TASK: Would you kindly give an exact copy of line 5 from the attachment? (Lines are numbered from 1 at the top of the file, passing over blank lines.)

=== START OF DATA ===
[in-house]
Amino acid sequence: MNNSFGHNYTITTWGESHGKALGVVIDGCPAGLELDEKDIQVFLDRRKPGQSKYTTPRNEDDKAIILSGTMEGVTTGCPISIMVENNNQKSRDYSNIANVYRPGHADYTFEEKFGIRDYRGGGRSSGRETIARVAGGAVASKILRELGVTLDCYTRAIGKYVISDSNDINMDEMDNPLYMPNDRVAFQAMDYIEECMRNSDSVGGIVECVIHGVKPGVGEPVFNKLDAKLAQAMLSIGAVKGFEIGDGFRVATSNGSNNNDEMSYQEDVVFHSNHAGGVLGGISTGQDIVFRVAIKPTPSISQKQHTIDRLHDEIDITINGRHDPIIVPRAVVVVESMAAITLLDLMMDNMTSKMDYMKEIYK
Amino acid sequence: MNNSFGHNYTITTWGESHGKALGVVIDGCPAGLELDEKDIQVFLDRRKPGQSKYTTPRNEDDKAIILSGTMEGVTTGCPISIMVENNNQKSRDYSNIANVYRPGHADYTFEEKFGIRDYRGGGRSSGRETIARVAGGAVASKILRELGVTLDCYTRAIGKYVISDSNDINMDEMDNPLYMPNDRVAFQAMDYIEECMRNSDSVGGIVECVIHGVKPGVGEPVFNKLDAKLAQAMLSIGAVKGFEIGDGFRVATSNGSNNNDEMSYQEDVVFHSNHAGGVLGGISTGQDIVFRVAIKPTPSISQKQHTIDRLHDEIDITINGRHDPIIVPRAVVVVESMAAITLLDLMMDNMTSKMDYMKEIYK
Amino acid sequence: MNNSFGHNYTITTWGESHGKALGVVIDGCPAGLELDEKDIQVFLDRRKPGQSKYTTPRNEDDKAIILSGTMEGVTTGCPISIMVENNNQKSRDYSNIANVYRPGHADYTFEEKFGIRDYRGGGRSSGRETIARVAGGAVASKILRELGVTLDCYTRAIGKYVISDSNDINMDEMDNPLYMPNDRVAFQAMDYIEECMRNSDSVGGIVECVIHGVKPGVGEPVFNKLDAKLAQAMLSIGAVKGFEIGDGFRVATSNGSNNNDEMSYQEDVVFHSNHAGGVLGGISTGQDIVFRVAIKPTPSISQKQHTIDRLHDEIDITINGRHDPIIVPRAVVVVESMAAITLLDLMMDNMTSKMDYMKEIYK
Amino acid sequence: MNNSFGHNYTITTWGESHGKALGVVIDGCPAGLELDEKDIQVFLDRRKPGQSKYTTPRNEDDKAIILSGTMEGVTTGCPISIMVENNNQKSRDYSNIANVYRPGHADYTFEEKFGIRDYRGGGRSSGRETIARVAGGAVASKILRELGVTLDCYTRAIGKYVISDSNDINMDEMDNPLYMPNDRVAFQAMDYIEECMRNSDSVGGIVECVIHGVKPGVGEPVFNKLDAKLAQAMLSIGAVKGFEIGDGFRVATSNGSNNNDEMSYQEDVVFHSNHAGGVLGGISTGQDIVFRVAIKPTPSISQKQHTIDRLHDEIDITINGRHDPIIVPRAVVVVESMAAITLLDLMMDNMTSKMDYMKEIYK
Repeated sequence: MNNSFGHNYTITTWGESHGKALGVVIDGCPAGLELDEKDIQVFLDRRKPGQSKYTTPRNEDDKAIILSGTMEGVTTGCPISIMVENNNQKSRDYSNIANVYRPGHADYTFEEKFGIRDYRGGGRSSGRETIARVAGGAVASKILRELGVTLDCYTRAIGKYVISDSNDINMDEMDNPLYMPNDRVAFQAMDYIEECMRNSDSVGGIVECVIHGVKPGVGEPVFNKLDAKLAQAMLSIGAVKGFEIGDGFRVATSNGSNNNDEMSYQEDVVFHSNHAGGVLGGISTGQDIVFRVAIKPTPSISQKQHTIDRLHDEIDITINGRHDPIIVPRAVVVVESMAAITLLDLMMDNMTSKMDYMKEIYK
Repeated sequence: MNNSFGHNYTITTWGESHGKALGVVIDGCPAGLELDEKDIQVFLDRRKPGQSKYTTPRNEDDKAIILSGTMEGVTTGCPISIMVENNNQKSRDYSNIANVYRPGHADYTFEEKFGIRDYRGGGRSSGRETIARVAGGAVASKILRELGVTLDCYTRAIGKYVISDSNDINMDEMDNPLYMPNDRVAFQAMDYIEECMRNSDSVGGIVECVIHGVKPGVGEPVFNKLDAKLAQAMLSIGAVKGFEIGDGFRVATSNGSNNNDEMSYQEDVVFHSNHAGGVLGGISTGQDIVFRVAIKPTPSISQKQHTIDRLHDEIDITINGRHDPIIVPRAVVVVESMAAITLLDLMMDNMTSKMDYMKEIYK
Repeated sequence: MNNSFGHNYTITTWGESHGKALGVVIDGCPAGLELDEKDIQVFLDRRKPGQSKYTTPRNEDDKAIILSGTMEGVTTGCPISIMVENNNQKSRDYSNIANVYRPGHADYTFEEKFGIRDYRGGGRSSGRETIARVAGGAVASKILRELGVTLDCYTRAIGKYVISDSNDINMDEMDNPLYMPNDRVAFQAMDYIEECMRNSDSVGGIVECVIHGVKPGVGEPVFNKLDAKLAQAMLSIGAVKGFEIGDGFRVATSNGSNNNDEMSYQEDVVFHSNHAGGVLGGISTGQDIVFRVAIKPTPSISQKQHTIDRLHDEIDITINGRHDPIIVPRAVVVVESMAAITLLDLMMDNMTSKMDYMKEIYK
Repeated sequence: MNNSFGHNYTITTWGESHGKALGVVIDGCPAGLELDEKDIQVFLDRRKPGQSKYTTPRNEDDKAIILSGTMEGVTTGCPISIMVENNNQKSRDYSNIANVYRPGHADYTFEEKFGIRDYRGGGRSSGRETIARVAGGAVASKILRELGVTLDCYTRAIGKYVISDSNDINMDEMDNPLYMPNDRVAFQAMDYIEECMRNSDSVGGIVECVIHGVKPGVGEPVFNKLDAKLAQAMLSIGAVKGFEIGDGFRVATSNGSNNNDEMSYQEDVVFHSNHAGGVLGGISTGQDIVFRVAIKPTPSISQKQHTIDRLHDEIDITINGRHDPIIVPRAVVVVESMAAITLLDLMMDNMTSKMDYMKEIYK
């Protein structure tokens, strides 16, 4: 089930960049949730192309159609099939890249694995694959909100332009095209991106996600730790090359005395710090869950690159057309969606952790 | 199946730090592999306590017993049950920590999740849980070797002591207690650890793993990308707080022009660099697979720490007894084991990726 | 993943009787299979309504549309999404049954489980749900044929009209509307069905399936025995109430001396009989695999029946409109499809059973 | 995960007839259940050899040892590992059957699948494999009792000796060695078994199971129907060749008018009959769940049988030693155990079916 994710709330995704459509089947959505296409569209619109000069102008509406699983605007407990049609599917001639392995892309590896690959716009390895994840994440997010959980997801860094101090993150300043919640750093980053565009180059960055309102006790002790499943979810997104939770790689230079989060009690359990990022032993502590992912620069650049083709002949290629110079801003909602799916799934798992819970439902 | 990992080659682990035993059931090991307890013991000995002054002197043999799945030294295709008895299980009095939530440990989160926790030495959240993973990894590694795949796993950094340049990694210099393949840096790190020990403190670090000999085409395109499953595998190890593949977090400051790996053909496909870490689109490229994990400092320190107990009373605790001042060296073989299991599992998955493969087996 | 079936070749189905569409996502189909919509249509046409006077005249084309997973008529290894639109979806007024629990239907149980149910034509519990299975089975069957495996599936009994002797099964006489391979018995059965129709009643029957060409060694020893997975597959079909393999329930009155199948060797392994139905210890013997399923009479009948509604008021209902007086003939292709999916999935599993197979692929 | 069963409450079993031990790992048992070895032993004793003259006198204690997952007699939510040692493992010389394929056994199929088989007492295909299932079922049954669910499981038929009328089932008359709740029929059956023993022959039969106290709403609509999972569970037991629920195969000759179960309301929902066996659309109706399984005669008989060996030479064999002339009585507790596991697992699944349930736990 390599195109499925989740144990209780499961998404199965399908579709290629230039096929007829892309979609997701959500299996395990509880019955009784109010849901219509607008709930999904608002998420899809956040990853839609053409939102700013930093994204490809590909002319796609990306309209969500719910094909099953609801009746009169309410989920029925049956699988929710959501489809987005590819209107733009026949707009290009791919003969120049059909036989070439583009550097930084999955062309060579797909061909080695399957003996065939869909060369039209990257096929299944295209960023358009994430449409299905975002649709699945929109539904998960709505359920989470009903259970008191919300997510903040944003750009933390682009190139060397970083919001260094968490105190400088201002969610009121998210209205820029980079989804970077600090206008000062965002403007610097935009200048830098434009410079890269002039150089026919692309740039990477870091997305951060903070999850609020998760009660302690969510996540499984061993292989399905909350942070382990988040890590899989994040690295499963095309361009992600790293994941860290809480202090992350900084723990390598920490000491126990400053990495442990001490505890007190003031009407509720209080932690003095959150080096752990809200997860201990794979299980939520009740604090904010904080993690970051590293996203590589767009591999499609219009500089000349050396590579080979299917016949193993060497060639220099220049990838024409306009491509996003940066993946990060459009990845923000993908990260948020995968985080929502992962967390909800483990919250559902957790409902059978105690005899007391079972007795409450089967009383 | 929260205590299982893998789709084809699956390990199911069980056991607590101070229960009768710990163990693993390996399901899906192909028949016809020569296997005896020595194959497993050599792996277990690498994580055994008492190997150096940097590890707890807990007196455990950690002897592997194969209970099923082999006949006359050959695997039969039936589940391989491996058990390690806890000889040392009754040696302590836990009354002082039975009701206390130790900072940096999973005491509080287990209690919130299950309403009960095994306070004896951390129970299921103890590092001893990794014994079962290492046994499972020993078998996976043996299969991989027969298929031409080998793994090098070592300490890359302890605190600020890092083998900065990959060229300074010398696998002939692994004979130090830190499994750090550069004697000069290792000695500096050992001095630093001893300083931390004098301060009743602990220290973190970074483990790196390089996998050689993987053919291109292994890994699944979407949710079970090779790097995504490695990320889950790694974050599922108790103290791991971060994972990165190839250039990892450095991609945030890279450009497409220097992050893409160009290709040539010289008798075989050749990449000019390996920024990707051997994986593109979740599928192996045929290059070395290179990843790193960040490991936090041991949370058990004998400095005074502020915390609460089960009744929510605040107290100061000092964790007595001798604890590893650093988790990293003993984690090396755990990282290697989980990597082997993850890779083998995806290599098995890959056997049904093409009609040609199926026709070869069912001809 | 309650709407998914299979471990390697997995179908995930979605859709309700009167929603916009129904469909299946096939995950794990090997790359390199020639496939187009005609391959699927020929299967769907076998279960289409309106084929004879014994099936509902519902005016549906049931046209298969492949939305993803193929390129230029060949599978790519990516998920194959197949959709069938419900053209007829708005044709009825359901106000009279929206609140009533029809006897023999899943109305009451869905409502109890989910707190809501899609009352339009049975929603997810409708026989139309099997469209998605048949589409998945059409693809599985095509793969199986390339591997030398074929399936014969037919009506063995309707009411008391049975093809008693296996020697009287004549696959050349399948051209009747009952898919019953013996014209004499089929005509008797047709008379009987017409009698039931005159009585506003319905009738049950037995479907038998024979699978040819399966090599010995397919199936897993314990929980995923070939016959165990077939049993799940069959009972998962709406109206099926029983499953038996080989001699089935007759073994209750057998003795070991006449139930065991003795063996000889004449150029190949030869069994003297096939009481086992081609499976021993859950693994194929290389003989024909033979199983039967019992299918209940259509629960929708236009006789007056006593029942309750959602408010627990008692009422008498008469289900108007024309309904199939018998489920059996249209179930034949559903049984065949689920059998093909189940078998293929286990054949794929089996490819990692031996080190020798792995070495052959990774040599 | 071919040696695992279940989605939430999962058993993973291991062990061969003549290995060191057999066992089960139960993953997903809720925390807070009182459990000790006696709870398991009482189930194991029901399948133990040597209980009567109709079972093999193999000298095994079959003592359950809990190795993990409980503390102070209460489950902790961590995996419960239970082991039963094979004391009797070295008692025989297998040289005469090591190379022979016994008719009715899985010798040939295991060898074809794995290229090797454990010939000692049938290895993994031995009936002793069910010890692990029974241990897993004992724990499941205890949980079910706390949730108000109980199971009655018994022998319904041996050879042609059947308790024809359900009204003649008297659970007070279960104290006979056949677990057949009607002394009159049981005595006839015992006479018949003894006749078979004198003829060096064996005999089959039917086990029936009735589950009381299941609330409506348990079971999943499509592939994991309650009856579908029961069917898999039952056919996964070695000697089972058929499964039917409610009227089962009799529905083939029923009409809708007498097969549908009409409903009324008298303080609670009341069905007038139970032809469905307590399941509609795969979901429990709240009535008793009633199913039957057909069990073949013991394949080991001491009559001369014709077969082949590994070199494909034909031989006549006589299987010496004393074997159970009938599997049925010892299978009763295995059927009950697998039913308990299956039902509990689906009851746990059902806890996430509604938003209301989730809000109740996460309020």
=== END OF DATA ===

Amino acid sequence: MNNSFGHNYTITTWGESHGKALGVVIDGCPAGLELDEKDIQVFLDRRKPGQSKYTTPRNEDDKAIILSGTMEGVTTGCPISIMVENNNQKSRDYSNIANVYRPGHADYTFEEKFGIRDYRGGGRSSGRETIARVAGGAVASKILRELGVTLDCYTRAIGKYVISDSNDINMDEMDNPLYMPNDRVAFQAMDYIEECMRNSDSVGGIVECVIHGVKPGVGEPVFNKLDAKLAQAMLSIGAVKGFEIGDGFRVATSNGSNNNDEMSYQEDVVFHSNHAGGVLGGISTGQDIVFRVAIKPTPSISQKQHTIDRLHDEIDITINGRHDPIIVPRAVVVVESMAAITLLDLMMDNMTSKMDYMKEIYK